By Sarah Hogsed
Register News Writer
A Madison Circuit Court judge ruled this morning that police did not act illegally when they went into a man’s room without a search warrant following a report of a home invasion.
Witmer J. Lopez, 23, had asked the court to throw out all evidence collected when police entered his room, along with other items found in searches of his car and another residence.
Lopez faces felony charges of trafficking in marijuana (more than 5 pounds) and tampering with physical evidence. He also was charged with felony drug possession after police reported finding hydrocodone tablets in his car.
Early in the morning of July 8, 2012, residents of a home in the 600 block of Martin Drive reported to Richmond police that two intruders had come into the house while they were asleep and stolen $200 in cash. Two pairs of sunglasses also were taken from the residents’ vehicles, according to the report.
One of the residents had awakened during the home invasion and chased two men outside, who fled in a Honda Civic that was owned by Lopez, another resident in the Martin Drive home.
When police arrived, the roommates said they did not know where Lopez was and the door was open to his normally locked room, according to testimony from Corporal Jake Atkins during the evidence suppression hearing.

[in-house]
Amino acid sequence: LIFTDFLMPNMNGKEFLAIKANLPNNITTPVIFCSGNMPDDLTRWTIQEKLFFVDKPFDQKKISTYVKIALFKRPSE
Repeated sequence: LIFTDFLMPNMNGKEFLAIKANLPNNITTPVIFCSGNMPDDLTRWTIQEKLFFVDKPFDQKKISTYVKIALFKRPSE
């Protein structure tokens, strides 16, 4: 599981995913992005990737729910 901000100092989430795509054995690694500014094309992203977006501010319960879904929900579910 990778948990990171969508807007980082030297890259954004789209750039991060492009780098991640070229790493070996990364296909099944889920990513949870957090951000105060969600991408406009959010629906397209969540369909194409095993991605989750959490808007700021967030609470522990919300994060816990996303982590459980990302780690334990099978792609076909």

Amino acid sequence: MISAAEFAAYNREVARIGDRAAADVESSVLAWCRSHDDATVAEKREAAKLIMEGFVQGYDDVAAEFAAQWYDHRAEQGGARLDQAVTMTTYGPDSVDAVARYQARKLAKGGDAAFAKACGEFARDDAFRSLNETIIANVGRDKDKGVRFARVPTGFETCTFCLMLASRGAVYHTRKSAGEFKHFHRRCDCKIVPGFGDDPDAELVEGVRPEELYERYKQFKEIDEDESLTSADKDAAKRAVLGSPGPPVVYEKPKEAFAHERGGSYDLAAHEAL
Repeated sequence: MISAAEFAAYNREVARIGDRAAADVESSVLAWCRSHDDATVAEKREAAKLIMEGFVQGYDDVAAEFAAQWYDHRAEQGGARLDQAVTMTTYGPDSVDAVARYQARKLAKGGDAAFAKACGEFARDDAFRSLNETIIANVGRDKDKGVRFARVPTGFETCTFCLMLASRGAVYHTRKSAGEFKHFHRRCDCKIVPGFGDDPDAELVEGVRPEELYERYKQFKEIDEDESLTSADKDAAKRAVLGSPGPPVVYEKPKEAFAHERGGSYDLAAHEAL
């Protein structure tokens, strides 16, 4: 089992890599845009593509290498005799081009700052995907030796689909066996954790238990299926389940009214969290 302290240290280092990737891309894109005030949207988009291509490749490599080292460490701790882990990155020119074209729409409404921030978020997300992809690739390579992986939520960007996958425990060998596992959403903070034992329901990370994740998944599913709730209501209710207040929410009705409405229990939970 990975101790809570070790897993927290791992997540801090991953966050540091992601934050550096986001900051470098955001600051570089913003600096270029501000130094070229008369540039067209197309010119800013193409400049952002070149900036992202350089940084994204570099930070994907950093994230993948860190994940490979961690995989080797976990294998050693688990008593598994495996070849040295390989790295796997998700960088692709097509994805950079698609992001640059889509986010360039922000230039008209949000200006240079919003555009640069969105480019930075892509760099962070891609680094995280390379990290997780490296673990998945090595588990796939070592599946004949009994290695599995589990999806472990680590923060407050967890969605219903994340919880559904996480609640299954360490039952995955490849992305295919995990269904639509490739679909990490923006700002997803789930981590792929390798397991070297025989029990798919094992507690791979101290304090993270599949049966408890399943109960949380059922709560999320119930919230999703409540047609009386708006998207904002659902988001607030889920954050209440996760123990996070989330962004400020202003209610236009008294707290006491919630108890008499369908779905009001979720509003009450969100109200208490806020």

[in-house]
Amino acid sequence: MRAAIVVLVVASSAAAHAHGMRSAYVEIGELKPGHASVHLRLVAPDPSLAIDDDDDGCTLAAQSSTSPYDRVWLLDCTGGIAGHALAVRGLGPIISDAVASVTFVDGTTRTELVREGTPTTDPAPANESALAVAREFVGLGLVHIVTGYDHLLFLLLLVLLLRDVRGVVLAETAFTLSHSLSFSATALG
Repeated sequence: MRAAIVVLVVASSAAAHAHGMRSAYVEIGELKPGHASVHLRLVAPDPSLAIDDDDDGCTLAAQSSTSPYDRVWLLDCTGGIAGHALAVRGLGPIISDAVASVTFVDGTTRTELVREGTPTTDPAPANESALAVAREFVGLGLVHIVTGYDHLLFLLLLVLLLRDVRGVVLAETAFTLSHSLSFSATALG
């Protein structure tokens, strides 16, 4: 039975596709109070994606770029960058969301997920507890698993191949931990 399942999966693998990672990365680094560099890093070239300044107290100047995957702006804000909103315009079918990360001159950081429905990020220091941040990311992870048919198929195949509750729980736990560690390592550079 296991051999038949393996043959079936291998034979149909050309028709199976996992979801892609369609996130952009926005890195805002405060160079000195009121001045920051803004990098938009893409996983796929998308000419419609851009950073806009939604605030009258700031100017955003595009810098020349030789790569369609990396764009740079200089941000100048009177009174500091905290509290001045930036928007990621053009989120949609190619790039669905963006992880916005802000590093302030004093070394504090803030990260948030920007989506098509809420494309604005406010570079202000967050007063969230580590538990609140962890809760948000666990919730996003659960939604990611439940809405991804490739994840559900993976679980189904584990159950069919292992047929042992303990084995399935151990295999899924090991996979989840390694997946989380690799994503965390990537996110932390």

Atkins testified he did a “protective sweep” of the home in case a burglar still remained inside or if Lopez did happen to be in his room, but injured. Atkins said when he opened the door to Lopez’s room all the way, he immediately smelled marijuana.
Atkins shone his flashlight around the room and reported seeing small amounts of marijuana on the floor and in a closet.
At that point, Atkins left and obtained a search warrant for Lopez’s room.
Later that morning while the police were at his house, Lopez drove by in his Honda Civic that the suspects had fled in, and an RPD officer conducted a traffic stop. Lopez received a misdemeanor citation for the marijuana found in his room.
The officer asked if he could search Lopez’s vehicle, but Lopez declined. The officers then towed the car to the police impound lot until a search warrant was obtained the next day.
Later that day, RPD officers were called to an apartment in the 500 block of Hampton Way, according to testimony from RPD Patrolman Daniel Deaton.
Lopez had walked on foot to a home on Hampton Way after the investigators had left his home. Two of his roommates had followed him, and they recognized two of the men at the Hampton Way home as the two burglars from the night before, Deaton testified.
When police arrived and knocked on the door, an officer stationed at the back door reported seeing Lopez trying to hide a large bag of marijuana. Police reported finding several marijuana plants inside the house and equipment for an indoor grow operation.
Judge Jean C. Logue ruled that all the searches done in connection with the case were conducted lawfully, in particular the first one done at Lopez’ home prior to officers obtaining a search warrant.
The officers had a “right and responsibility” to check on Lopez after his home was burglarized, Logue said, adding people would’ve been “shocked” if the officers hadn’t attempted to check on his welfare.
Logue said the officers also had a right to stop Lopez’s vehicle when they saw it go down the road later because it was reasonable to believe the car had been stolen by the burglary suspects.
Lopez, who is represented by Lexington attorney Charles Gore, is scheduled for a pretrial hearing at 1:30 p.m. Nov. 14. He has been out on bond since the day after he was arrested.
Sarah Hogsed can be reached at email@example.com or 624-6694.